Cornwall and Devon Walks with Julia Bradbury episode 8: Julia goes in search of stories of smugglers and pirates walking the secluded coves along the Helford River, in a gentle three-mile mile loop from Helford Village to Frenchman’s Creek and back. Julia goes oyster fishing, tries her hand at stand up paddle boarding, experiences forest bathing, and has a true smugglers’ tipple, before finishing with a visit to the Cornish Seal Sanctuary. This magical woodland walk is one for all the family.
“The best way to see the true landscape of Cornwall and Devon is on foot. I’ll be going to the places only your walking boots can take you, from the rugged rocks of Dartmoor to the drama of the North Atlantic coast. And en route, I’ll be seeking out the counties’ most unforgettable views, sampling some of the region’s most famous fare, and meeting the people that make Cornwall and Devon so unique. So walk with me, it’s going to be an adventure you never forget.” – Julia Bradbury
This new eight-part series for ITV features Julia Bradbury taking us to parts of the West Country that can only be explored on foot – from the epic wilderness of Dartmoor, to the white sands and azure seas of the Atlantic coastline, to the soaring cliffs of Land’s End.
From beautiful beaches to ancient woodlands and winding estuaries, this uplifting new series harnesses the country’s love of the outdoors and the best walks the south west has to offer.
Cornwall and Devon are home to thousands of miles of the country’s most varied terrain and walking routes, and along the way Julia meets the people who live and work in these two counties as well as sampling some of its legendary fare.
Cornwall and Devon Walks with Julia Bradbury episode 8
The Helford River is a ria (flooded river valley) in Cornwall, England, fed by small streams into its many creeks. There are seven creeks on the Helford; from west to east these are Ponsontuel Creek, Mawgan Creek, Polpenwith Creek, Polwheveral Creek, Frenchman’s Creek, Port Navas Creek, and Gillan Creek. The best known of these is Frenchman’s Creek, made famous by Daphne du Maurier in her novel of the same name. A little further up river is Tremayne Quay, built for a visit by Queen Victoria in the 1840s which she then declined to make, allegedly because it was raining.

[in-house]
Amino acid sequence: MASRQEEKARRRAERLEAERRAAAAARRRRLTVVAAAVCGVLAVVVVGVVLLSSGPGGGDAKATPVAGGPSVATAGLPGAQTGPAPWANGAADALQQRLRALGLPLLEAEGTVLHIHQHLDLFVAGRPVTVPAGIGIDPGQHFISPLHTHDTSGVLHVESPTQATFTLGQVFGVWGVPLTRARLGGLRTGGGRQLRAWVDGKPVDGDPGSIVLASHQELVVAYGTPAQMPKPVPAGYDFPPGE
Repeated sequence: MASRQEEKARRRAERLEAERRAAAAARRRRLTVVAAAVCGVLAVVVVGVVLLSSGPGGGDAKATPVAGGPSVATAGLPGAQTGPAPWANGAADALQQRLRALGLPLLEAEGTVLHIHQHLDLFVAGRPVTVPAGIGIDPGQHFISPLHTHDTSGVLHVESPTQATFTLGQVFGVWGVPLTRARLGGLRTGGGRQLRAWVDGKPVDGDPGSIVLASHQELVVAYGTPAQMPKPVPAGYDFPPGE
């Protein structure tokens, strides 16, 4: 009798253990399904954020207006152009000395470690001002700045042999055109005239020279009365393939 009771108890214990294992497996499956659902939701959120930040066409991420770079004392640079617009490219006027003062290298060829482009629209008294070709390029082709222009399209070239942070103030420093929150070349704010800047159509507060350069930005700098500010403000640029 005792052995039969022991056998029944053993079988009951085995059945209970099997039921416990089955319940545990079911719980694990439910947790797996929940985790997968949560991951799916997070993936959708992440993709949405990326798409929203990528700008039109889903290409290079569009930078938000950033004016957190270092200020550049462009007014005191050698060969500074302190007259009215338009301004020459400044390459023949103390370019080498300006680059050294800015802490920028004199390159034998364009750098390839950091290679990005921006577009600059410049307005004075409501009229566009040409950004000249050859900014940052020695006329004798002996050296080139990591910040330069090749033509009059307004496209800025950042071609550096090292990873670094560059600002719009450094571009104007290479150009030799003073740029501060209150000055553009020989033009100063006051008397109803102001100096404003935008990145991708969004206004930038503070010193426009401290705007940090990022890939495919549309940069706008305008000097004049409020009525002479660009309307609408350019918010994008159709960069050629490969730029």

The river has long been an important industrial and agricultural marine highway serving local mines, farms and quarries as well as the local fishing industry. In 1882, Merthen Hole was the highest point at which the colliers unloaded and Bishop’s Quay was the base for a dozen pilchard boats. Most of this industry has now gone, although commercial fishermen still use the river to land their catch. This activity amounts to about 1 million pounds sterling a year, and the oyster fishery is being revived.
The industries have largely been replaced by tourist activities, in particular those relating to the sea, although at the head of the river the landscape is dominated by the extensive operations of Gweek Boatyard and the base of marine drilling and construction company Fugro Seacore, although the latter has moved its main base to Falmouth.
These businesses now dominate the head of the river where once coal and timber were landed. On the opposite bank is the Cornish Seal Sanctuary, where injured seals are nursed back to health before being released to the freedom of the Atlantic Ocean. The traditional ‘heavy’ industries have been replaced by ‘lighter’ businesses catering for the many tourists who visit the area.